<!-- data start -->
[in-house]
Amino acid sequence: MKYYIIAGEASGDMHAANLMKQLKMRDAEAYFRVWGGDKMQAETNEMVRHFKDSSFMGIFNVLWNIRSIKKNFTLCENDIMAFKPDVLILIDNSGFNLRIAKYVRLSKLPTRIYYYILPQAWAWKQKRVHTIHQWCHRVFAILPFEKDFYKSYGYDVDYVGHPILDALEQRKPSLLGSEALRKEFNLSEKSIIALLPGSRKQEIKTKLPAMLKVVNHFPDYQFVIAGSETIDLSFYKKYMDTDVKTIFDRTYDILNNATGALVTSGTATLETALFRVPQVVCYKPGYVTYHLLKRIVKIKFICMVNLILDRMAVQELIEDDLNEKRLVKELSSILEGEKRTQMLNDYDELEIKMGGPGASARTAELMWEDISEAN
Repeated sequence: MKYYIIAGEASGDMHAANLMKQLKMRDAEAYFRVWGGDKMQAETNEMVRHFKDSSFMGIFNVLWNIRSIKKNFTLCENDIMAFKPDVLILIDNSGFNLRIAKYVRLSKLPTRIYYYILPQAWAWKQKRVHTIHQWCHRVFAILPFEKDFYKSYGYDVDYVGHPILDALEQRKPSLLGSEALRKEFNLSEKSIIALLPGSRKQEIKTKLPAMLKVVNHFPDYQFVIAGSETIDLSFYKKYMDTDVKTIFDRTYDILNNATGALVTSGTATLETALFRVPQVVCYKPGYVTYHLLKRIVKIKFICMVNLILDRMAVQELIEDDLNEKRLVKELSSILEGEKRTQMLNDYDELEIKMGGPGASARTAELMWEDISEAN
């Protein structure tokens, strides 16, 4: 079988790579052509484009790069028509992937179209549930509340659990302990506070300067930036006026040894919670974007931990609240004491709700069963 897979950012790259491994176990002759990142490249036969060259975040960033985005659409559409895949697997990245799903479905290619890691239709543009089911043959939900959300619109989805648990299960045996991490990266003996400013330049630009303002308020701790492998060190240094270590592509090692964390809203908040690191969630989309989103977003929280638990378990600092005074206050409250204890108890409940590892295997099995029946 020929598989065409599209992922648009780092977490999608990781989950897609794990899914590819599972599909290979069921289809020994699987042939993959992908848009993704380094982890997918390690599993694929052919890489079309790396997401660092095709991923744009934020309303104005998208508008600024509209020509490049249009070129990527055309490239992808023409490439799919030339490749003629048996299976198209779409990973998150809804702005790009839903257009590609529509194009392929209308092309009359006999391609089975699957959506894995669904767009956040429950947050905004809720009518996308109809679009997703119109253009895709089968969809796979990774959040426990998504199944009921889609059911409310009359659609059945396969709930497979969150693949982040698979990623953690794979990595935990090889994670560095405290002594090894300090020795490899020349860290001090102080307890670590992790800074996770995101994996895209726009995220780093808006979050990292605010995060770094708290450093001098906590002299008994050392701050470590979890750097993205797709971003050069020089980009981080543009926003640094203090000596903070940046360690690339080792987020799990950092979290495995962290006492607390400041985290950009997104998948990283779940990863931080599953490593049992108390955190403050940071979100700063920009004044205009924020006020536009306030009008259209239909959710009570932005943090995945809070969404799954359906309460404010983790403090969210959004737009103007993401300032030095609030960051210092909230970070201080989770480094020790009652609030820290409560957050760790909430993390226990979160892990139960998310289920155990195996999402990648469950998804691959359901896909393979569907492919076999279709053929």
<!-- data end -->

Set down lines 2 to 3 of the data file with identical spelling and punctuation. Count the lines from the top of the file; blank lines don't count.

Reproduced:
Amino acid sequence: MKYYIIAGEASGDMHAANLMKQLKMRDAEAYFRVWGGDKMQAETNEMVRHFKDSSFMGIFNVLWNIRSIKKNFTLCENDIMAFKPDVLILIDNSGFNLRIAKYVRLSKLPTRIYYYILPQAWAWKQKRVHTIHQWCHRVFAILPFEKDFYKSYGYDVDYVGHPILDALEQRKPSLLGSEALRKEFNLSEKSIIALLPGSRKQEIKTKLPAMLKVVNHFPDYQFVIAGSETIDLSFYKKYMDTDVKTIFDRTYDILNNATGALVTSGTATLETALFRVPQVVCYKPGYVTYHLLKRIVKIKFICMVNLILDRMAVQELIEDDLNEKRLVKELSSILEGEKRTQMLNDYDELEIKMGGPGASARTAELMWEDISEAN
Repeated sequence: MKYYIIAGEASGDMHAANLMKQLKMRDAEAYFRVWGGDKMQAETNEMVRHFKDSSFMGIFNVLWNIRSIKKNFTLCENDIMAFKPDVLILIDNSGFNLRIAKYVRLSKLPTRIYYYILPQAWAWKQKRVHTIHQWCHRVFAILPFEKDFYKSYGYDVDYVGHPILDALEQRKPSLLGSEALRKEFNLSEKSIIALLPGSRKQEIKTKLPAMLKVVNHFPDYQFVIAGSETIDLSFYKKYMDTDVKTIFDRTYDILNNATGALVTSGTATLETALFRVPQVVCYKPGYVTYHLLKRIVKIKFICMVNLILDRMAVQELIEDDLNEKRLVKELSSILEGEKRTQMLNDYDELEIKMGGPGASARTAELMWEDISEAN